Elizabeth Beaton’s work as a shorthand typist in Exeter

She started work at the age of 20 in 1950 as a shorthand typist. Her Mother had no real ambition for her as “a girl was useless to teach”. One brother became an accountant and the other a stockbroker. She came from Devon. She married a Royal Marine she met at Lympstone in Devon. Her husband saw no future in the marines so he completed an honours degree with the Open University in Business Studies. He trained to be a Personal manager in Bristol. He worked with unions at Rolls Royce re: working practices. Both of them went on to study with the Open University. Elizabeth completed an honours degree in English Language and Literature.The Open University changed their working lives as they didn’t have the opportunity during their secondary education.

One day her husband saw an advert in the Times by Gordonstoun School. They had decided to change their 6th form teaching and needed a business studies teacher. His Royal Marine background, Industrial experience and OU degree suited the school so Elizabeth and her husband moved up to Moray. They were given a staff house in Duffus.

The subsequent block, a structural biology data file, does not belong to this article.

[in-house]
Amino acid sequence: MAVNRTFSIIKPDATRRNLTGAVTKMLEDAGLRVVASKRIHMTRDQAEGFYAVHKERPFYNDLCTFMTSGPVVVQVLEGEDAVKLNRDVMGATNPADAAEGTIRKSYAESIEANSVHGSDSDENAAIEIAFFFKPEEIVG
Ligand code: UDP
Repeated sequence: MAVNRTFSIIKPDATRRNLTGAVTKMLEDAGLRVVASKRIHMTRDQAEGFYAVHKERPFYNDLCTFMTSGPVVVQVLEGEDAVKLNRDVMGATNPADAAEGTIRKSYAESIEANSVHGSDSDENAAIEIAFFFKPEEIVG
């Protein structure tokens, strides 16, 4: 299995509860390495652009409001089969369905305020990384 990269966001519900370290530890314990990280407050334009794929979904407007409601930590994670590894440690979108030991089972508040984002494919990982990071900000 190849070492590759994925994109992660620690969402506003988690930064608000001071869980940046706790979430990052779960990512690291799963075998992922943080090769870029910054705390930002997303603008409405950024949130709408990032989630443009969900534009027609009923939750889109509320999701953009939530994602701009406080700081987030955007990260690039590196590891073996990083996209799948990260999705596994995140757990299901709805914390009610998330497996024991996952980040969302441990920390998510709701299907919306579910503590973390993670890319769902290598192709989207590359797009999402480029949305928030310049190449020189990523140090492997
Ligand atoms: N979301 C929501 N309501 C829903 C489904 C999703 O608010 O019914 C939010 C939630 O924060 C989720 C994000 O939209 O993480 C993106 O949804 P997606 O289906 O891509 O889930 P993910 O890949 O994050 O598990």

Elizabeth learnt Italian at the local Technical College and she went on to work for the local tourist board during school hours. She also did some translating. There were quite a number of Italian families in the area including the Sidoli family in Duffus village and the Mieles in Hopeman. She spent several summers with the Tourist Board translating Italian, French and some German (having learnt this at an evening class). Elizabeth also worked for the Elgin firm, Gordon and McPhail. They had an Italian market and wanted to expand into Europe. Elizabeth helped to translate Italian contracts and some French technical documents. She had learnt Italian at Elgin Technical College (now Moray College).

Elizabeth was interviewed at Duffus Fair

Additional Information

History of the Open University
Link to more information about the history of the Open University

“The OU opened to its first students – 25,000 of them –  in January 1971 with a choice of four multi-disciplinary foundation courses in the arts, social sciences, science or maths.”

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